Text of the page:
Source: MDOT 2007-2011 Five Year Plan
Michigan’s road network is at a turning point. It can be allowed
to deteriorate or it can be revitalized with new reforms. As long as the state
stays in the road business, it must make roads a higher priority.
In 2004, Michigan state and local governments spent about $3.4
billion on road construction and repair. However, money available for new
construction and maintenance is decreasing at the very time the need for
investment is increasing. Michigan’s transportation funding shortfall is
hundreds of millions of dollars per year for state, county and city roads. A
well-maintained transportation network contributes more to the quality of life
than many other state spending programs, including those often touted as
promoting "economic development."
The best option for finding new road money is for the Legislature and governor to get serious about spending a lot less on things in state government that are far less important.
One can look at Michigan’s road needs in terms of traffic
trends, road conditions, congestion and auto damage costs. Vehicle miles
traveled increased 58 percent between 1980 and 2000, while lane miles increased
just 3 percent. Interstate travel is forecast to increase another 40 percent by
2026. Truck tonnage is forecast to grow by at least 70 percent by 2020. With
traffic growth, road conditions will deteriorate. The portion of pavement in
"good" condition is forecast to drop from 92 percent now to 68 percent by 2014.
The congestion picture is no brighter. The Michigan Department
of Transportation estimates that 15 percent of urban freeway vehicle miles
traveled are congested. Absent new funding, this number is expected to reach 43
percent by 2030. Congestion and auto damage from potholes costs the average
Michigan motorist more than $318 per year, a figure likely to grow.
Fuel tax revenues have been flat, pegged to 19 cents per gallon
regardless of the price of gasoline, and high prices have reduced consumption.
Because of extensive bonding to augment tax revenue in recent years, debt
service is climbing rapidly as construction costs soar. Asphalt costs nationally rose 43 percent between 2003 and 2006, and concrete costs rose 34 percent. As a result, Michigan’s inflation-adjusted road dollars per million miles of travel
dropped 53 percent since 1960.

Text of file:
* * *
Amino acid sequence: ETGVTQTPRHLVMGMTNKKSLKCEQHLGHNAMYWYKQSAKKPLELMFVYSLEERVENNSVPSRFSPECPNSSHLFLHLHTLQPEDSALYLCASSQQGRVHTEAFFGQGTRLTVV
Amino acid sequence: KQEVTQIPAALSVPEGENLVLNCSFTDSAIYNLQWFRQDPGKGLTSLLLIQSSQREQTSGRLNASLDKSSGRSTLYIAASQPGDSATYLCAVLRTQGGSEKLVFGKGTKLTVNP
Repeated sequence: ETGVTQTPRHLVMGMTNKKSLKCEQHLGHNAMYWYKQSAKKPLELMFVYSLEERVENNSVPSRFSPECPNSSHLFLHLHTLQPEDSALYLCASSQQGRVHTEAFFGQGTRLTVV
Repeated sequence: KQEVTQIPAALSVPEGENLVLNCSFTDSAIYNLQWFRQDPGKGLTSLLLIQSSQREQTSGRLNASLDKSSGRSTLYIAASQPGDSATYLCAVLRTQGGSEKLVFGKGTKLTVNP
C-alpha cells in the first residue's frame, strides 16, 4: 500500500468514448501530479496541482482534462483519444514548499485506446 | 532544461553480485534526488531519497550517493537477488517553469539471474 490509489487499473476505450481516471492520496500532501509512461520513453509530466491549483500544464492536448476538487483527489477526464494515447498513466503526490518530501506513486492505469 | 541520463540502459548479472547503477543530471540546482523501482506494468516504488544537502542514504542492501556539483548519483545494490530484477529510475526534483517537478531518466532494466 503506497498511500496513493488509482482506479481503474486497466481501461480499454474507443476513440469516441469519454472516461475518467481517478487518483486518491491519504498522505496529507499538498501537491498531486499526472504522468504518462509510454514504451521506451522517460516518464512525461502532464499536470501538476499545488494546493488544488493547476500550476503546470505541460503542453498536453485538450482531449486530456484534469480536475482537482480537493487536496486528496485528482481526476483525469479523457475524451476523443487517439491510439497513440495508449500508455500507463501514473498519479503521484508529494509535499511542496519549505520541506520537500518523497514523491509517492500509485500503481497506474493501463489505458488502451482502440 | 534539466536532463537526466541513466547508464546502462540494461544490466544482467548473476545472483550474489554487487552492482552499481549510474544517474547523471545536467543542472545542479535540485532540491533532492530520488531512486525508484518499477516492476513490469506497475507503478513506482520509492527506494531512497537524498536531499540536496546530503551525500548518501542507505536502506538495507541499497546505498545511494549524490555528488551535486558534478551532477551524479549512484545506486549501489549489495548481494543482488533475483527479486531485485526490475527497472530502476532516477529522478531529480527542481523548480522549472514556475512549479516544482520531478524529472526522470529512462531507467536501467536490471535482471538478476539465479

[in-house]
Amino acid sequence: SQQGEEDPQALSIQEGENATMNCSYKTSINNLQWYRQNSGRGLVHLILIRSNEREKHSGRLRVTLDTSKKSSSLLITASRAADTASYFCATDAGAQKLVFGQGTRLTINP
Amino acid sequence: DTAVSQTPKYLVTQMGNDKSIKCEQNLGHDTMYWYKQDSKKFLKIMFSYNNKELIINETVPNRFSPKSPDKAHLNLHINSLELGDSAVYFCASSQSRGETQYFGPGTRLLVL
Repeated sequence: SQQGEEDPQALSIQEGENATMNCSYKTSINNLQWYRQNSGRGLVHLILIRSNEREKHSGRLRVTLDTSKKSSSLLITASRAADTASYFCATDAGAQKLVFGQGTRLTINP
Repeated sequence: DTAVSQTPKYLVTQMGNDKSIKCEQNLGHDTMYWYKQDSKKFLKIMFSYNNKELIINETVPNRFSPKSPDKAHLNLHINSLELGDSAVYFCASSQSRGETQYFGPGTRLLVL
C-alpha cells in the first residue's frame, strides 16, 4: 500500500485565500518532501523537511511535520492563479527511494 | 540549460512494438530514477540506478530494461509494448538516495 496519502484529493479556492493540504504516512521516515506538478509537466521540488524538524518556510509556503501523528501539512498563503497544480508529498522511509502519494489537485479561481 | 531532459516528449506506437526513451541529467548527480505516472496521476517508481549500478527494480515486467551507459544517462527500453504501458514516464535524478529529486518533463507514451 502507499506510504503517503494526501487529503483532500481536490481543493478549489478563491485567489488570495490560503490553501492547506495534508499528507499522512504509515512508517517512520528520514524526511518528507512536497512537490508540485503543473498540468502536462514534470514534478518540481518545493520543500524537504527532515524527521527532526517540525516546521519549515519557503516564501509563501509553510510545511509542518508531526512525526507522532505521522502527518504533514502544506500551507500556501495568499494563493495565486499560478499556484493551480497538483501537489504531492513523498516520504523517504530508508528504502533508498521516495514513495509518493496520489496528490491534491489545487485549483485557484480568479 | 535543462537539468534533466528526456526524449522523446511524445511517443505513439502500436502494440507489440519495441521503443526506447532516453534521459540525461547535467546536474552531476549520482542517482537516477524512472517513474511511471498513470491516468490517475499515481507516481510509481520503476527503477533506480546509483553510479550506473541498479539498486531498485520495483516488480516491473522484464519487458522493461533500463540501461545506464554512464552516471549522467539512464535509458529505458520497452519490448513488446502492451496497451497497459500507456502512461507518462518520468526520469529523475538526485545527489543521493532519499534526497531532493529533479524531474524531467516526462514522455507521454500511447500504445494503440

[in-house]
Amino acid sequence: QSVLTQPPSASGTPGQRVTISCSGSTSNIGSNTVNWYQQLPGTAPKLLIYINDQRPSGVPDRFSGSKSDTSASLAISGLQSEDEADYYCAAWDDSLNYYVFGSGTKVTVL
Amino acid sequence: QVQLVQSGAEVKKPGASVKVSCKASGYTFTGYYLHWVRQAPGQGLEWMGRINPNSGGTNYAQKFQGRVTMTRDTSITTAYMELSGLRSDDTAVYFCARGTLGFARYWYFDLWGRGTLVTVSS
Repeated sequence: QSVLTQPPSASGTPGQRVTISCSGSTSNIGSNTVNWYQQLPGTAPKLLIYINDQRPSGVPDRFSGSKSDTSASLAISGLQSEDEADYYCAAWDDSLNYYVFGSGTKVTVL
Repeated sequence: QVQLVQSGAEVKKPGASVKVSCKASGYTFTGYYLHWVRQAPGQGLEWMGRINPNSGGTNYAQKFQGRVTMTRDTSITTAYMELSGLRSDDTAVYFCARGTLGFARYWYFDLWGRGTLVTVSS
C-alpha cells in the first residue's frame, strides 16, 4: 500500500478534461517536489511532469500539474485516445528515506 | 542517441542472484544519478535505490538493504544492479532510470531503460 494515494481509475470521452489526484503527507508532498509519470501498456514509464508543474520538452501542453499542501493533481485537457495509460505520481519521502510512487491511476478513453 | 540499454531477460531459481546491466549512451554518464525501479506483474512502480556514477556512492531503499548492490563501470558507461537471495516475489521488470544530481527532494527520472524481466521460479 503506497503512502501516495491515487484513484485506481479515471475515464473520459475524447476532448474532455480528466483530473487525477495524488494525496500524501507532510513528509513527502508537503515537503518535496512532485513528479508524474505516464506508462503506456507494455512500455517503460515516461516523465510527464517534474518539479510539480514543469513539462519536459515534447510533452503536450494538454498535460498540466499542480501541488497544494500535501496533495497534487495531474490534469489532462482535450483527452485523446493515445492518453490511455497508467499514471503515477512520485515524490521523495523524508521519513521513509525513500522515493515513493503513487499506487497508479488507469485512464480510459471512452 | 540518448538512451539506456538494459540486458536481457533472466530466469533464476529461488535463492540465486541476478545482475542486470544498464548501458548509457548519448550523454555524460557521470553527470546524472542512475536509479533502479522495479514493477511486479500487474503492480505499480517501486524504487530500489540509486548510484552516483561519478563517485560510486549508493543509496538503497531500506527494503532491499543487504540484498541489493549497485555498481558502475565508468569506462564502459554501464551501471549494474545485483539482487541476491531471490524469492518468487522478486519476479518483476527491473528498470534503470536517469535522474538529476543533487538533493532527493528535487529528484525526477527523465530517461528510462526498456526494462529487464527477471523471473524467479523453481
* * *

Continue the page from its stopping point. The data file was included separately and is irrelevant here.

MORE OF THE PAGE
The needs are especially clear to drivers in congested areas of
southeast Michigan and the communities around Grand Rapids. However, more taxes
with "business as usual" spending are not good enough. We need a smarter
strategy for raising and spending the funds.
Michigan’s transportation infrastructure requires at least an
additional $460 million annually. Legislators have a smorgasbord of options for
stitching together a package that would meet those needs. They could start by
scrapping the gimmicky 21st Century Jobs fund and put the money toward a real
economic development program — good roads.
They could also consider raising gasoline and diesel taxes to
come up with more, though that solution should be offset with tax and spending
cuts elsewhere in state government to avoid further damage to our already
fragile economy. Michigan gasoline and diesel taxes together cost the average
driver $107 in 2003, ranking us 42nd as a percentage of personal income. As of
late 2005, our 19-cent-per-gallon gasoline tax ranked 31st nationally. Our
diesel tax on motor carriers, at 15 cents per gallon, ranked us 45th among all
states. So higher gas taxes, especially if they are sunsetted, are one option
that wouldn’t put Michigan out of line with other states. Another option is to
dedicate up to 2 points of the 6-percent sales tax on gasoline to roads.
Additional road money could also flow from introducing automated
express toll lanes for southeast Michigan; implementing impact fees on those
benefiting most from new roads; changing current practices that drain money from
the Michigan Transportation Fund; and enacting common-sense efficiency reforms
like repealing prevailing wage requirements, consolidating the multiplicity of
road agencies, and privatizing more maintenance functions through competitive
contracting. Whatever money is raised should be targeted to key high priority
state, county and city roads that are critical to economic development and
The best option for finding new road money is for the
Legislature and governor to get serious about spending a lot less on things in
state government that are far less important.
In light of Michigan’s economic plight, meeting critical
transportation needs must be a higher priority for state government. Uncommon
leadership is required to accomplish this without raising the overall tax
burden. Lansing can change its spending priorities, fix the roads and improve
our business climate all at the same time.
Dr. John C. Taylor is a senior policy analyst with the Mackinac
Center for Public Policy in Midland, Mich., an associate professor of marketing
and logistics at Grand Valley State University and author of the Center’s
forthcoming study on the Michigan transportation system.
Permission to reprint in whole or in part is
hereby granted, provided that the author and the Center are properly cited.